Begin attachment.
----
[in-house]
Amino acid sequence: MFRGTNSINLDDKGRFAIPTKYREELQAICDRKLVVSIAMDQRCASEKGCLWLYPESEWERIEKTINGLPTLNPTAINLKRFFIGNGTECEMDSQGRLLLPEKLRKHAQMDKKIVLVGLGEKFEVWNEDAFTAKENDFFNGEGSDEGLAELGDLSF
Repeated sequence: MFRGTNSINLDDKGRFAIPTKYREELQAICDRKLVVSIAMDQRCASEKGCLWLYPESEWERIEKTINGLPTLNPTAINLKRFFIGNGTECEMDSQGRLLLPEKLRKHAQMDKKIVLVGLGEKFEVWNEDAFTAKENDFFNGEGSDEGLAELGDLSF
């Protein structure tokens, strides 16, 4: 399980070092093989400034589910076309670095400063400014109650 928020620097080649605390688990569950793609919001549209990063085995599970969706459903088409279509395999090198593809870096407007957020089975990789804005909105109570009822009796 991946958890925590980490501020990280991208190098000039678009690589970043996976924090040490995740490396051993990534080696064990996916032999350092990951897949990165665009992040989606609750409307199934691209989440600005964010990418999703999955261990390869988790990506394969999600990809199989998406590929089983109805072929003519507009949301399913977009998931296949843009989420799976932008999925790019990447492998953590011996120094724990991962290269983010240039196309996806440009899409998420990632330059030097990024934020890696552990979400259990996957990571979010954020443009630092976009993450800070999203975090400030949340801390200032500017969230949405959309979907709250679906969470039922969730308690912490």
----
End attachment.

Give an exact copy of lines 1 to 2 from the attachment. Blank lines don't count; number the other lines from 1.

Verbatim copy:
[in-house]
Amino acid sequence: MFRGTNSINLDDKGRFAIPTKYREELQAICDRKLVVSIAMDQRCASEKGCLWLYPESEWERIEKTINGLPTLNPTAINLKRFFIGNGTECEMDSQGRLLLPEKLRKHAQMDKKIVLVGLGEKFEVWNEDAFTAKENDFFNGEGSDEGLAELGDLSF